Friday, February 26, 2016

​ What is beauty?

Beauty, like most American’s my views on exactly what this word means varies, likewise, so does how I recognize it over time. You guys know the story of how media and hundreds of years programming our views on beauty emerges with this single version of a curvy or stick thin white woman. We look to Marilyn Monroe, Halle Berry and Jennifer Lopez and are told they are perfect, we are ugly and we need to look as close to them as possible. 

How sad is that? Well, as a black woman in America, it is pretty damn sad. I cannot look like Sienna Miller. Genetically I just cannot. I also cannot find peace within my own ethnic community because we do not all have the perfect blend of white and black features such as Halle Berry, Beyonce and Tyra Banks. Some of us (and all women in-general) have their own unique look and I don’t think that is a bad thing per se. 

I bring up questioning exactly what beauty is because growing up for years and years I became rather obsessed with Alek (the African model) for various reasons. See, here in America, when I was young, most female images I saw were darker then me, yet degrees lighter then Alec. She was one of the darkest faces I had see in the media, and she was everywhere! I would look at her and ask myself “Is she pretty? I don’t think so.”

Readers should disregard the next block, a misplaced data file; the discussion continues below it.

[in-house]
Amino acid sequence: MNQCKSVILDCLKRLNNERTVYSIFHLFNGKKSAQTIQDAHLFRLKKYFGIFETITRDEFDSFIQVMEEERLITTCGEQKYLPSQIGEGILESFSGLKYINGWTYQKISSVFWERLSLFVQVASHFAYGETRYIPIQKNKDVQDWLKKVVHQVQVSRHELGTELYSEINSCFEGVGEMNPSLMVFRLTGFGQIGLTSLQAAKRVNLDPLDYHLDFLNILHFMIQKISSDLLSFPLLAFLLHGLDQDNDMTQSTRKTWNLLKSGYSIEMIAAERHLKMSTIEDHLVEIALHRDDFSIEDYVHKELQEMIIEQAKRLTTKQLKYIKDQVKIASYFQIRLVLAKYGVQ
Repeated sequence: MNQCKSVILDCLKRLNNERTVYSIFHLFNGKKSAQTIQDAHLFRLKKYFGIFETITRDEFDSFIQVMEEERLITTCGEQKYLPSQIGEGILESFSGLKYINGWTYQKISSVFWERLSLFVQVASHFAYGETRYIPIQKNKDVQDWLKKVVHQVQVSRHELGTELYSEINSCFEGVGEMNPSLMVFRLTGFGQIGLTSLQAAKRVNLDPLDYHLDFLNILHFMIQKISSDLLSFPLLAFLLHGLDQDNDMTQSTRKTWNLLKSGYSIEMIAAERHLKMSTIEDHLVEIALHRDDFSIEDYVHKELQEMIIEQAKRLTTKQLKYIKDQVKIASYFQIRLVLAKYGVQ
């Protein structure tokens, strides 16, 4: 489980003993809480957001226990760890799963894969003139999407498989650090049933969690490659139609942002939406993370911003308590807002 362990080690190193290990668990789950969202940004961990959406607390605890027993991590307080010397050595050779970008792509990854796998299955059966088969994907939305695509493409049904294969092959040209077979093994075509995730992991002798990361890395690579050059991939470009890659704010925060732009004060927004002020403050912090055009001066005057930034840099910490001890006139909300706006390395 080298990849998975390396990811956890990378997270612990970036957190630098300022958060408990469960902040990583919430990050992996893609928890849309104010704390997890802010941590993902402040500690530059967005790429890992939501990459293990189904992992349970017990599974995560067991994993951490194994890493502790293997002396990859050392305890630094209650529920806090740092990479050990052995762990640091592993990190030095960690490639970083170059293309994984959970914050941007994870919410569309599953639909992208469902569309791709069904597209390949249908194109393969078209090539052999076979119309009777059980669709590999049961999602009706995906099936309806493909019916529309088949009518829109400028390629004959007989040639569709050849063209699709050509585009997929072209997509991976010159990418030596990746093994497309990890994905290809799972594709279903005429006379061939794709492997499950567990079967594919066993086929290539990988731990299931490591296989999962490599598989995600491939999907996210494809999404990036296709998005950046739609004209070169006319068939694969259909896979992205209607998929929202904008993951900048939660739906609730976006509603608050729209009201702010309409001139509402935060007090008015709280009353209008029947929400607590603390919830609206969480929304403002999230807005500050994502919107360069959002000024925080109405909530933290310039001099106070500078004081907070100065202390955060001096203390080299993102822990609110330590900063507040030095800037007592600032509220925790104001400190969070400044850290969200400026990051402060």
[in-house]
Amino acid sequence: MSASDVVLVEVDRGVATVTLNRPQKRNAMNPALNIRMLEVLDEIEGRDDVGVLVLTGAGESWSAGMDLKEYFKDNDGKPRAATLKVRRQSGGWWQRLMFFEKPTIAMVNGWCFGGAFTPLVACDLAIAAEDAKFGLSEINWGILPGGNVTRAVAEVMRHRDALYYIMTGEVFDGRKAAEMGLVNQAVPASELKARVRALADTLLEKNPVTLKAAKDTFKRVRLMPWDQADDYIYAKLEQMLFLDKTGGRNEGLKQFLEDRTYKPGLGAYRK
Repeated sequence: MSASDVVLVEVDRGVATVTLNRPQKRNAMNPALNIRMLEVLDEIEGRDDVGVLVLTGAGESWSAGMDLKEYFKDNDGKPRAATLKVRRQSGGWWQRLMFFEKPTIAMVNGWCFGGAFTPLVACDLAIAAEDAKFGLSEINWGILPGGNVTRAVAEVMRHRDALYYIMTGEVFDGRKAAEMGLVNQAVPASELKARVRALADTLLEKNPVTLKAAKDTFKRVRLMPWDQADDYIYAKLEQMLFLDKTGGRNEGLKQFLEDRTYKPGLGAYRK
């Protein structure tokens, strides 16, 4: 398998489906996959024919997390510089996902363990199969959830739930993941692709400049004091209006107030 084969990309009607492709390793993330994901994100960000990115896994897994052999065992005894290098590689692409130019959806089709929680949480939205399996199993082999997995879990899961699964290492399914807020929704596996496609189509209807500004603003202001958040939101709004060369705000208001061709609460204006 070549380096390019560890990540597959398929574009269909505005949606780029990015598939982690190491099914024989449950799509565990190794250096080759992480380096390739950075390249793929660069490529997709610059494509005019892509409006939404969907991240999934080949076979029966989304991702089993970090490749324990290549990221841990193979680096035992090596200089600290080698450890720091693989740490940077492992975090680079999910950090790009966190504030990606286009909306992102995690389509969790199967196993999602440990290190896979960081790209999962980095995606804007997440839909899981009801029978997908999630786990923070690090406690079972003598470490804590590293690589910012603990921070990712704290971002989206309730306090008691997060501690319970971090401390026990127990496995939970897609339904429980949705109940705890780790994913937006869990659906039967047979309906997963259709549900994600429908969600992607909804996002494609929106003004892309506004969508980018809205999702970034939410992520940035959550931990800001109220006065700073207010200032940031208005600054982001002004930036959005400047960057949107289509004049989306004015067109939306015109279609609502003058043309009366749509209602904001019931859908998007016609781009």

That attitude changed with the years of seeing her face. I began to fall in love with her smooth skin, the illumination of her smile and her head shape accentuated by her closely chopped hair. I began to reevaluate what I thought beauty was. I began to question the entire system and media culture. Alek does not have a “black girl body” per se. Not as American culture tells us to identify one (example on how to spot a black woman: long weave and a big ass). Alek, for me in my formidable years, was a game changer. Just by being famous she taught me so much.

Now I am not saying I do not find Jessica White beautiful. Actually, I find her very lovely, however, I no longer look at women for what American culture and the world tells me to focus on. I look at the type of women they are instead of the price tag on their flesh and false promises of beauty.
 
False promise of beauty? Like what? Well, I don’t care how long your hair is. I care if it is healthy. I do not care how white your teeth are. Are your teeth healthy? Your body, is it naturally thin like that or do you obsess over your eating and workouts or are you just plain anorexic?  There are very clear messages being sent there. That who you really are do not matter. Only the external. Only the easiest means for us to judge each other without having to scarify our own obsession with ourselves. 

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